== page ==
The Internet has always been a dynamic platform for business, which is why so many companies use it as their primary source for promotion. In recent years, the Web has continued to evolve into a platform where social networking and app development are becoming front-and-center – with hybrid and native systems; Android, Blackberry and Apple’s iOS dominating the latter.

The entrance of mobile has made app development one of the most prominent mediums of promotion. Companies of all sizes are leveraging this medium to deliver their products and services right to the end-user; the main question they’re facing is whether to build the app that is native to the mobile device i.e. built for Android or Apple IOS or through the mobile device browser using HTML5. The latter is written in the current language of the web, and so has some inherent benefits – but the native build has some advantages too, which is outlined below.

What is a Native App?

 What is a native app, exactly? It’s an app that enjoys direct installation on a Smartphone or Tablet (or any mobile device, actually), and runs on the platform that is native to that device. This means that it won’t run on other operating systems; thus, if a native app runs on an Android device, it won’t work on an iOS device. Although native apps can seem kind of limiting, they are still widely-used because of a host of crucial benefits and characteristics. For example:

Advantages of Native Apps

  • Native apps often enjoy superior performance, because they are directly in-tune with the original system hardware, and the code was written for it. This leads to greater efficiency, which means a range of things for ease-of-use, and an overall improved customer experience.
  • The development process is much simpler, and developers can easily use platform SDKs to develop native apps – which cuts costs.
  • Native apps reduce marketing costs because they utilize the distribution channels of an app store.
  • The app-store utilization above also increases monetization potential, since they can be readily associated with premium apps via lists and ‘similar apps’ sidebar displays.

Disadvantages of Native Apps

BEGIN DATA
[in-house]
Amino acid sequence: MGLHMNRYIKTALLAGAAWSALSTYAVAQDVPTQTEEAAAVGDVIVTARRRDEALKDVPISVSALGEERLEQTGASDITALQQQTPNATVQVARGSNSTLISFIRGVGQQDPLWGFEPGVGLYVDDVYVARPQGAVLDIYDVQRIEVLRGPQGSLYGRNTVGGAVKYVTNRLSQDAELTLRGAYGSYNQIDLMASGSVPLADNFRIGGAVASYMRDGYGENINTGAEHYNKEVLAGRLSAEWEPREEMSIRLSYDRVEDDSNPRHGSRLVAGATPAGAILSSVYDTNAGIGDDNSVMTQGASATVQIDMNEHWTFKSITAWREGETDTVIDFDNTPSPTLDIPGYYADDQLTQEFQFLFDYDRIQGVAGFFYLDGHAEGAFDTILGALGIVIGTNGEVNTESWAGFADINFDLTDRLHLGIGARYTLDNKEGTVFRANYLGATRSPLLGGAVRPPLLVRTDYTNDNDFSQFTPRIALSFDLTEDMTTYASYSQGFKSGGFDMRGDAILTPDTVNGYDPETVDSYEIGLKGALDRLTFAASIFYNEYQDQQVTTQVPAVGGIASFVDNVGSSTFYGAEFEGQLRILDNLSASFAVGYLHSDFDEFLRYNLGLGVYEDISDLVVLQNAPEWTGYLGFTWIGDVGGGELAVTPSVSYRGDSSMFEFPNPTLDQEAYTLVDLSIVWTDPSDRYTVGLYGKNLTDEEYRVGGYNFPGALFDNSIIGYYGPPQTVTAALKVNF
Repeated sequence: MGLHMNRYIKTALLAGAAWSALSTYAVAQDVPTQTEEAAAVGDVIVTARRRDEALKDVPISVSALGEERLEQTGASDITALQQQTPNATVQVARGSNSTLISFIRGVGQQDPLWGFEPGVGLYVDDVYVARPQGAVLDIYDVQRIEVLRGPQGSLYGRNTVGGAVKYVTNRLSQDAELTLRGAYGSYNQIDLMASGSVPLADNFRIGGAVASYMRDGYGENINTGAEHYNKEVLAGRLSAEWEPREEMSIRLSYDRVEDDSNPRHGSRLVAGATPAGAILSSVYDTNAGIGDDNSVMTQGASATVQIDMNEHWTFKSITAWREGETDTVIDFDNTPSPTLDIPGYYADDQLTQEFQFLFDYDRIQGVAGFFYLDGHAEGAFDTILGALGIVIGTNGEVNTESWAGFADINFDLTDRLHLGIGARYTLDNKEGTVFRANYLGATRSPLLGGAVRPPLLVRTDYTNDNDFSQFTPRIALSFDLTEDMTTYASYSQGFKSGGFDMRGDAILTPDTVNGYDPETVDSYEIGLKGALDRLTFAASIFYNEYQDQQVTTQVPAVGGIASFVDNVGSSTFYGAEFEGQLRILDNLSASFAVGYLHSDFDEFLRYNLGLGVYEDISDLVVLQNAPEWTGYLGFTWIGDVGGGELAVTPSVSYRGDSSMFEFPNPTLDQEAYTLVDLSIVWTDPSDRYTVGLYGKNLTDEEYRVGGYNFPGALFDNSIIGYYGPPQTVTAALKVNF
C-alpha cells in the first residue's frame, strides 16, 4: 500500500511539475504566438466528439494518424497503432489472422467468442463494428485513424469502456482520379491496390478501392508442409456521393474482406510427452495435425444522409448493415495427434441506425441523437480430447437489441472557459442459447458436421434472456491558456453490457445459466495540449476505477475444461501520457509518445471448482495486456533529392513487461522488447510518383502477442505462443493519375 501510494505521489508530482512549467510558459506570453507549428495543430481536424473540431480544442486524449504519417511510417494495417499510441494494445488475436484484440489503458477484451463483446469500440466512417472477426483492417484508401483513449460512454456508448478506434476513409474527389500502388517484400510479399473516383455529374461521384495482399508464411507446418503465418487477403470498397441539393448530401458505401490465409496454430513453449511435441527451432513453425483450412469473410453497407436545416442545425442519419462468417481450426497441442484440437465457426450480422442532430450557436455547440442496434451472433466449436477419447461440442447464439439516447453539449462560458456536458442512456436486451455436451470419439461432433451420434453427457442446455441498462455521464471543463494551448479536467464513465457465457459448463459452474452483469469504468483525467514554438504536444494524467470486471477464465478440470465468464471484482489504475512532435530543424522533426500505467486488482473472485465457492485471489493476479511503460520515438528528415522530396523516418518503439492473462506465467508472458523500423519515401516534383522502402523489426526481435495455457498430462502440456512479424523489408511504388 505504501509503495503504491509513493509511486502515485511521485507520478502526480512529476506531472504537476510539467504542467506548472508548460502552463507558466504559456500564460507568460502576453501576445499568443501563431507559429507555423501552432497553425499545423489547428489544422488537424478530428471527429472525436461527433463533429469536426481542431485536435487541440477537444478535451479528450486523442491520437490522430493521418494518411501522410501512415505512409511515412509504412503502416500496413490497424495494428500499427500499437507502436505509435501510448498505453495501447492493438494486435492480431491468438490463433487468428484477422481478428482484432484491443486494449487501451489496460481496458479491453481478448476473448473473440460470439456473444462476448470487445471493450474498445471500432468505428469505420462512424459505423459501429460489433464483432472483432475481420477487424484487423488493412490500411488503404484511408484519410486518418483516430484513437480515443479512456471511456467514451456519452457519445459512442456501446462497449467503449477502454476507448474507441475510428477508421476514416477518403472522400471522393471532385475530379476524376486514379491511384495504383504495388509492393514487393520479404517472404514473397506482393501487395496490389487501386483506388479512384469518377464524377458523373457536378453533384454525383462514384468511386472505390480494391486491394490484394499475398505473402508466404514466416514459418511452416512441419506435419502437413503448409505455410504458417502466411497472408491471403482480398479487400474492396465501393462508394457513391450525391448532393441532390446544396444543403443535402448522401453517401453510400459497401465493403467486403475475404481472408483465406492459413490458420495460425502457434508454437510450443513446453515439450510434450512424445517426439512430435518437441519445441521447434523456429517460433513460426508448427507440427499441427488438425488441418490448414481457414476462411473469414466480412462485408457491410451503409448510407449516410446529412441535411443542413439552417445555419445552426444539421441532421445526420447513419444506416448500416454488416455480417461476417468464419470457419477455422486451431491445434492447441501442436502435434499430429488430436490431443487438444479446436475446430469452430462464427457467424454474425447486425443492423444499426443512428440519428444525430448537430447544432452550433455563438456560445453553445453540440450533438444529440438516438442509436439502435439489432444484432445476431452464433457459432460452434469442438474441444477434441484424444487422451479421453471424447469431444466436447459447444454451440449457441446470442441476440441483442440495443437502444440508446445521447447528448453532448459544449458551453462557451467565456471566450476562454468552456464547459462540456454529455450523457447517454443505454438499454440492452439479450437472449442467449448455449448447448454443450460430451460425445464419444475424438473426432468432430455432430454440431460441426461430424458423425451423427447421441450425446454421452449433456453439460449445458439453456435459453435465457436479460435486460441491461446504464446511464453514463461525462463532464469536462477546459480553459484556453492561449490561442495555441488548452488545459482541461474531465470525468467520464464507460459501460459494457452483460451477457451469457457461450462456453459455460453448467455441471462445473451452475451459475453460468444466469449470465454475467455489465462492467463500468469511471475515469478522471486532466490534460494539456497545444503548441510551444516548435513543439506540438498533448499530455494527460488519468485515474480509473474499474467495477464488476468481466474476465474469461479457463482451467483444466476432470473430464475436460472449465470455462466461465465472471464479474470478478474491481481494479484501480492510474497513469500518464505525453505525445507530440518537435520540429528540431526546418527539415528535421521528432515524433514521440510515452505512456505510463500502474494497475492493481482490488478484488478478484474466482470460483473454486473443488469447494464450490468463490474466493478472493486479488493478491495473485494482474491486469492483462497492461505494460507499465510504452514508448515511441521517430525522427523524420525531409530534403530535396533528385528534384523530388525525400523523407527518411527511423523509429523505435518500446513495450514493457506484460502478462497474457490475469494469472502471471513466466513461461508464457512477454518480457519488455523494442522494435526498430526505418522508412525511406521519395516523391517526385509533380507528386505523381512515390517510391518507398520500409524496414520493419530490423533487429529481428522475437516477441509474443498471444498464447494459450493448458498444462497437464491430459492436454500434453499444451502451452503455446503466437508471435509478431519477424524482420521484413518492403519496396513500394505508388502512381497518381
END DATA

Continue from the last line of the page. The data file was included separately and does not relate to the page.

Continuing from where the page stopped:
• Precisely because they are native, native apps cost more maintenance money when used on different platforms, since third-party software is needed to help them run smoothly – think Bluesnap and Android/Windows.
  • Even if you have an exclusive developer, it is more time-consuming and costly to develop native apps for different platforms.
  • App stores charge heavily for their premier promotional ability; add that to the already costly development process for your app and your profit margins become ever-narrower.
  • Native apps must fall into the restrictions and guidelines of the app store – which limits the content.

What is a HTML5 App?

First of all, HTML5 is a tailor-made for the internet; the apps utilizing this mark-up language are web-based, and facilitate mobile device browsing. Additionally, you can reach these apps directly via an exclusive URL address.

Advantages of HTML5 Apps

  • HTML5-enabled apps are independent of the actual platform; as long as you can access the internet, they can run.
  • They are automatically updated, which drastically increases protection against security threats, for starters.
  • HTML5-enabled apps are cheaper to develop.
  • They are not subject to app store restrictions on content , since they’re accessed via an external web address. In the same vein, there are no app store fees for this very same reason.
  • An HTML5 app can collect more user data without worrying about app store restrictions.

 Disadvantages of HTML5 Apps

  • Monetization channels aren’t as robust with premium HTML5 apps, because web browsers don’t have much in the way of monetization features.
  • Subpar execution; remember, the primary benefit of a native app is how well it meshes with the system hardware. HTML5 apps don’t have access to the system hardware at all so suffer from inferior performance.
  • HTML5 apps suffer from device fragmentation, since different mobile devices will render the non-native application differently. This may ultimately be more costly as your developer has to optimize the user interface at great cost.
  • There are technical limitations that arise from the HTML5 apps inability to access the system’s hardware.

Ultimately, the final decision in the native app vs. HTML5 battle will boil down to budget allocation, expertise and available resources. These will conspire to deliver an expectation of the results. You have to decide if that’s enough, and if it’s in line with the requirements and capabilities of your business.